• Wallows
    8.7k
    Dunno what you're saying, dude.unenlightened

    I'm saying that people aren't as malleable as any frustrated psychologist might know.
  • unenlightened
    3.7k
    How many therapists does it take to change a lightbulb?

    Reveal
    One, but the lightbulb has to want to change.
  • Wallows
    8.7k


    Is it still a joke if it makes you sad?
  • unenlightened
    3.7k
    I'm still laughing. You can't expect much sympathy for having to have things your own way.
  • Hanover
    4.8k
    Part of me wants to say that psychology is anti-rational. I mean, if a person was exposed to trauma, abuse, and neglect, and form a resulting aversion towards risk with dealing with people, then what's wrong with that?Wallows

    If you evolve in an adverse environment, then you may be ill equipped to survive once you leave it. While your paranoia might make you particularly well equipped to survive abuse, it's going to limit you once you're freed of the abuse.

    There's a native American tribe in the southwest US that is known to be the most obese and diabetic population on the planet. They evolved in the desert, deprived of a predictable source of food. Their bodies became super-efficient at storing energy, but they now live in a land of plenty, so they just keep getting fatter and fatter.
  • Wallows
    8.7k
    If you evolve in an adverse environment, then you may be ill equipped to survive once you leave it.Hanover

    That's actually quite paradoxical. If your aware of social Darwinism along with conservative sentiment that statement doesn't contrive with those doctrines.
  • Hanover
    4.8k
    That's actually quite paradoxical. If your aware of social Darwinism along with conservative sentiment that statement doesn't contrive with those doctrines.Wallows

    It's a false dichotomy to require that I either accept we are either (1) entirely products of our environment and genetics or (2) entirely products of our choices. The conservative position is no more #2 than is the liberal position is #1. To accept #1 is to deny free will of any sort. To accept #2 is to pretend I could fly if I just chose to.

    My position is that our environment and our genetics shape us, offer us all sorts of benefits and challenges, and define us is some real ways. I don't discount though the power of the will, whatever it is, that propels some of the the struggling to greatness and some with so many privileges to failure. Good choices and bad choices matter, including refusing to take the steps needed to move you out of your misery.

    I suppose I'm lucky I can eat a hamburger and not gain the weight that some Native Americans do, but it's not a foregone conclusion that I won't get fat and some of the Native Americans I spoke of won't be thin. Choices matter.
  • csalisbury
    1.9k
    I was thinking more about Das Man, or the notion that there's a one-size-fits-all sanity. I don't think you should continue shaming people with a re-engineered purpose. That wouldn't make much sense.frank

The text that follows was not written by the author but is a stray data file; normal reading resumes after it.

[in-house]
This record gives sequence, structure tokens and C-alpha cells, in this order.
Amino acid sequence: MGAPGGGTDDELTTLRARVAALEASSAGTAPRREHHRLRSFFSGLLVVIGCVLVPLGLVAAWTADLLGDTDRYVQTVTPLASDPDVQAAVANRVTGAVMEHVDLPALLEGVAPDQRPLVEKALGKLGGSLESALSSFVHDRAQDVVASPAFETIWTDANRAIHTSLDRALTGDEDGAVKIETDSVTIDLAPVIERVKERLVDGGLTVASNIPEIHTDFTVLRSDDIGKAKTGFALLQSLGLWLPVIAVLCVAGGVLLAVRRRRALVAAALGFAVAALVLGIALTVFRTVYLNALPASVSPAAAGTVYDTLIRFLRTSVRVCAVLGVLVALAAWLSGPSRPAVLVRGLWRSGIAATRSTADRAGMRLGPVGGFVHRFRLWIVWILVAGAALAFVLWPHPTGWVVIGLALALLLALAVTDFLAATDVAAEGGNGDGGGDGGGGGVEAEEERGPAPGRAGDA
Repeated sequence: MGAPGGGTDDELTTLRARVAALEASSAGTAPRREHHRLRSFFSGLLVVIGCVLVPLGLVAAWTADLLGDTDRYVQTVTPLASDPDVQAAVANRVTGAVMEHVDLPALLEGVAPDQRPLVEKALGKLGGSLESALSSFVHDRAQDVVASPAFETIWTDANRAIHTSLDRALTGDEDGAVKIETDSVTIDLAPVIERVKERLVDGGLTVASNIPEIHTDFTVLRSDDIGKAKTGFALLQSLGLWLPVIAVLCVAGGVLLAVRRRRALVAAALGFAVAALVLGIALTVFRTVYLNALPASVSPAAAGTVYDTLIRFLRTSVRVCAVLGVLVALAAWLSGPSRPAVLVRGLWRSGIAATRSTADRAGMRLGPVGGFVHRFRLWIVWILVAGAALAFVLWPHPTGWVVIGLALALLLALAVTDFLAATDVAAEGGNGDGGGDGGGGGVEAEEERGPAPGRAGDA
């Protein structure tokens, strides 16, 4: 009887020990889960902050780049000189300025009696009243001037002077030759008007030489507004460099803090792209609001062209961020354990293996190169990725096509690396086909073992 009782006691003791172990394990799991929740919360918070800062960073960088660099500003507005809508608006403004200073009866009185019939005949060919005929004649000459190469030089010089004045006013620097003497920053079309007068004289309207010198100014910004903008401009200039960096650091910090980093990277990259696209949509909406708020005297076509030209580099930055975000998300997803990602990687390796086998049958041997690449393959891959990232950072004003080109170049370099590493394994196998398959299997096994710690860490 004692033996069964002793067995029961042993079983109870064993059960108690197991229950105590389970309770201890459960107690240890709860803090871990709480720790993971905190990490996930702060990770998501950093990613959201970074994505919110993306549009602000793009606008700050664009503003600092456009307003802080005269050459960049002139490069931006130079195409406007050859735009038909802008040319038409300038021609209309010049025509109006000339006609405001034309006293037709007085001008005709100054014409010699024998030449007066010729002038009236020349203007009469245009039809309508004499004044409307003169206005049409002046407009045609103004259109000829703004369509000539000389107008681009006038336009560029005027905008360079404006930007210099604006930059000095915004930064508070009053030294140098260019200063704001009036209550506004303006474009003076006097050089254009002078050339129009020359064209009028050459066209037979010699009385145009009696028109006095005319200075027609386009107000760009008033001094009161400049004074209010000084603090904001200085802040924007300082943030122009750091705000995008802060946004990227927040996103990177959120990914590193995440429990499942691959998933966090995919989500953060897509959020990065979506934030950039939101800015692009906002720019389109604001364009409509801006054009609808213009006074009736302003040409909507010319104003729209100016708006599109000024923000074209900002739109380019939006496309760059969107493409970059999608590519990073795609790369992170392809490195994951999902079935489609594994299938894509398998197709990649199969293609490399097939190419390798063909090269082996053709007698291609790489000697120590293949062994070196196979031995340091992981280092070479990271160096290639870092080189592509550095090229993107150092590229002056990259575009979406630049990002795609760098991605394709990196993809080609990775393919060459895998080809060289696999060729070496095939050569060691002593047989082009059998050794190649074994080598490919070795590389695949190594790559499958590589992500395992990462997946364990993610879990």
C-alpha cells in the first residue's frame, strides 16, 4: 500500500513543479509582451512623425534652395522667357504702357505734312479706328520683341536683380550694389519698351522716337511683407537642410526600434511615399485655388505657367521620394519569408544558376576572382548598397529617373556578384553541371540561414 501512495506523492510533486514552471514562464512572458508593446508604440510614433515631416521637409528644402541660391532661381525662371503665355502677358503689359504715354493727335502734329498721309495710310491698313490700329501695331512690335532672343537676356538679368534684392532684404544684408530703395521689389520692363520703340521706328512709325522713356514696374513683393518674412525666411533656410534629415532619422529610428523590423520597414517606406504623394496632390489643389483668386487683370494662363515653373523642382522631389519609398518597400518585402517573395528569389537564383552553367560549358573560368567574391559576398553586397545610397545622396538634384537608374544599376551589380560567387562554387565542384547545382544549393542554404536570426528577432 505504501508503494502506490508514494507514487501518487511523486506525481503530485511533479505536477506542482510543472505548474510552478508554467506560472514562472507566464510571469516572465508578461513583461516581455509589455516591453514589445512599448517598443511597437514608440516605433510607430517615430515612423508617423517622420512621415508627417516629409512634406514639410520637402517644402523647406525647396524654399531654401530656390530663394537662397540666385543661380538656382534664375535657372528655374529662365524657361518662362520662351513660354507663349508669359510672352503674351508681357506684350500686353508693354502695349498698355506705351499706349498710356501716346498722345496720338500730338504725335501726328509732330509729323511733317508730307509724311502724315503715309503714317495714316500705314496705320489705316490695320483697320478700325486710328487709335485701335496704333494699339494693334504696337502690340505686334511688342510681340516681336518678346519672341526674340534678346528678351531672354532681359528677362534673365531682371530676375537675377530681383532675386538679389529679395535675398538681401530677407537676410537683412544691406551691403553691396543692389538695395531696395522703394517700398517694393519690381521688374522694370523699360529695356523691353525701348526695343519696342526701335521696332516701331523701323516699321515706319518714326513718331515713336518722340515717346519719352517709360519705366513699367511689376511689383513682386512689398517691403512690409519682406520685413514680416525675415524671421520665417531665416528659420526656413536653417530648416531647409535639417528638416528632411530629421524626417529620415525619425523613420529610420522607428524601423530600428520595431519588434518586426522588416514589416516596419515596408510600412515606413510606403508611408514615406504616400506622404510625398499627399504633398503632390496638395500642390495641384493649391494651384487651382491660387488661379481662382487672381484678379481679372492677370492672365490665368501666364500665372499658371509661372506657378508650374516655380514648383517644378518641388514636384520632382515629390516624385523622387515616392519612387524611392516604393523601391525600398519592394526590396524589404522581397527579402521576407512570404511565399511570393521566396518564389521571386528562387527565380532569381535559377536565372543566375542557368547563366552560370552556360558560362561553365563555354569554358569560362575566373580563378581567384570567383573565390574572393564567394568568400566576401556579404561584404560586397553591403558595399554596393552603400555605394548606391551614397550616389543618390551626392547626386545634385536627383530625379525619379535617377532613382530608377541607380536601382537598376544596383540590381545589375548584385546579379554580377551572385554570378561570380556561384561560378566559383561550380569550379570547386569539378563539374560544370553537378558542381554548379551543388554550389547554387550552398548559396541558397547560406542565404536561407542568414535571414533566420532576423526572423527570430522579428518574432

You're right.
  • Schzophr
    78
    I have had a very dreamy childhood which became more strange in my adulthood.

    In my spare time I acquired a lot of knowledge - through a combination of observation and the man-made help.

    At 16 I began to have a permanent hallucination that is still present at 27, and had great interest in imagery.

    I would stimulate my mind with imagery I found using man-made help.

    The hallucination reacted after long periods of imagery reading - it would have epic events; it had a four major events, and during the time inbetween there were thousands of minor events plus all standard observation.

    The hallucination is like a machine of lines and currents that grows, learns and broadcasts imagery as well as dream enhancement(I probably know the most about dreaming).

    It is like an interactive shell that feeds from waste energy and is hyper during sleeps healing energy; I have learned a lot studying it's presence over 11 years.
  • csalisbury
    1.9k


    That's a good interview. I heard about the polyvagal theory somewhere else, recently, but only saw the headline and a precis. Reading the article, the theory makes sense to me.

    I want to insert a little of my personal experience, with a very big caveat that the article is talking largely about sexual assault and I'm talking about something self-inflicted, and, I imagine, much less traumatic.

    I used to be a big marijuana smoker, 14-20. At 16, I had a very bad shroom trip (ego-death, violent imagery, certainty about being in hell etc).

    I really liked weed before that. It was like being in a cozy, intimate room with friends. My experience of smoking with people then was: the space changed, people were more themselves, their real selves, and it was easy to communicate and share. It was really fun, and funny. I treasure those moments a lot.